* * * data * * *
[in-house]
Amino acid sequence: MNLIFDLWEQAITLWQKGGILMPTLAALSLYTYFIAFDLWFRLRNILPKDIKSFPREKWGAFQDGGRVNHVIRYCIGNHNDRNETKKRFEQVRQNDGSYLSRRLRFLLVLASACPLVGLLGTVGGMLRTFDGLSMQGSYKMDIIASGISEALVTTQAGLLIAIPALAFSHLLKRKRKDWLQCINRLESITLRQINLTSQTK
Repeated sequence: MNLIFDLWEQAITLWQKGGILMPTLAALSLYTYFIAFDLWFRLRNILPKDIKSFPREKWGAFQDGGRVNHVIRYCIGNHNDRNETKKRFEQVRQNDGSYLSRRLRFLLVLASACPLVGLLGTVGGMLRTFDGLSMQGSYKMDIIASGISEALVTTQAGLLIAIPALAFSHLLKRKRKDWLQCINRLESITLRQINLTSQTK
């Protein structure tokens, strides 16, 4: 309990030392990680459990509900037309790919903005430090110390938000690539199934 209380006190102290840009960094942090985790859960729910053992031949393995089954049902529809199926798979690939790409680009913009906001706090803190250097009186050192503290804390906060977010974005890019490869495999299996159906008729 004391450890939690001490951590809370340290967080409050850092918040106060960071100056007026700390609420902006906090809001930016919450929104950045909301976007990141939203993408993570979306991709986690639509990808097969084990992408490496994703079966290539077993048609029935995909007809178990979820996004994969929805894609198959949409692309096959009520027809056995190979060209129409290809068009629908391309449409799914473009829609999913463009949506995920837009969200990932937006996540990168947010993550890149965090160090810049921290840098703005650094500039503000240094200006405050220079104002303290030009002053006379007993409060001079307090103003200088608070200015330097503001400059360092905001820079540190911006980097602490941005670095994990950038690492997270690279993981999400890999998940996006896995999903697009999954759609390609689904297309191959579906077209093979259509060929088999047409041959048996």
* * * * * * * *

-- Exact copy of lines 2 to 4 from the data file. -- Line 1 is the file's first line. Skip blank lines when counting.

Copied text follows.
Amino acid sequence: MNLIFDLWEQAITLWQKGGILMPTLAALSLYTYFIAFDLWFRLRNILPKDIKSFPREKWGAFQDGGRVNHVIRYCIGNHNDRNETKKRFEQVRQNDGSYLSRRLRFLLVLASACPLVGLLGTVGGMLRTFDGLSMQGSYKMDIIASGISEALVTTQAGLLIAIPALAFSHLLKRKRKDWLQCINRLESITLRQINLTSQTK
Repeated sequence: MNLIFDLWEQAITLWQKGGILMPTLAALSLYTYFIAFDLWFRLRNILPKDIKSFPREKWGAFQDGGRVNHVIRYCIGNHNDRNETKKRFEQVRQNDGSYLSRRLRFLLVLASACPLVGLLGTVGGMLRTFDGLSMQGSYKMDIIASGISEALVTTQAGLLIAIPALAFSHLLKRKRKDWLQCINRLESITLRQINLTSQTK
């Protein structure tokens, strides 16, 4: 309990030392990680459990509900037309790919903005430090110390938000690539199934 209380006190102290840009960094942090985790859960729910053992031949393995089954049902529809199926798979690939790409680009913009906001706090803190250097009186050192503290804390906060977010974005890019490869495999299996159906008729 004391450890939690001490951590809370340290967080409050850092918040106060960071100056007026700390609420902006906090809001930016919450929104950045909301976007990141939203993408993570979306991709986690639509990808097969084990992408490496994703079966290539077993048609029935995909007809178990979820996004994969929805894609198959949409692309096959009520027809056995190979060209129409290809068009629908391309449409799914473009829609999913463009949506995920837009969200990932937006996540990168947010993550890149965090160090810049921290840098703005650094500039503000240094200006405050220079104002303290030009002053006379007993409060001079307090103003200088608070200015330097503001400059360092905001820079540190911006980097602490941005670095994990950038690492997270690279993981999400890999998940996006896995999903697009999954759609390609689904297309191959579906077209093979259509060929088999047409041959048996």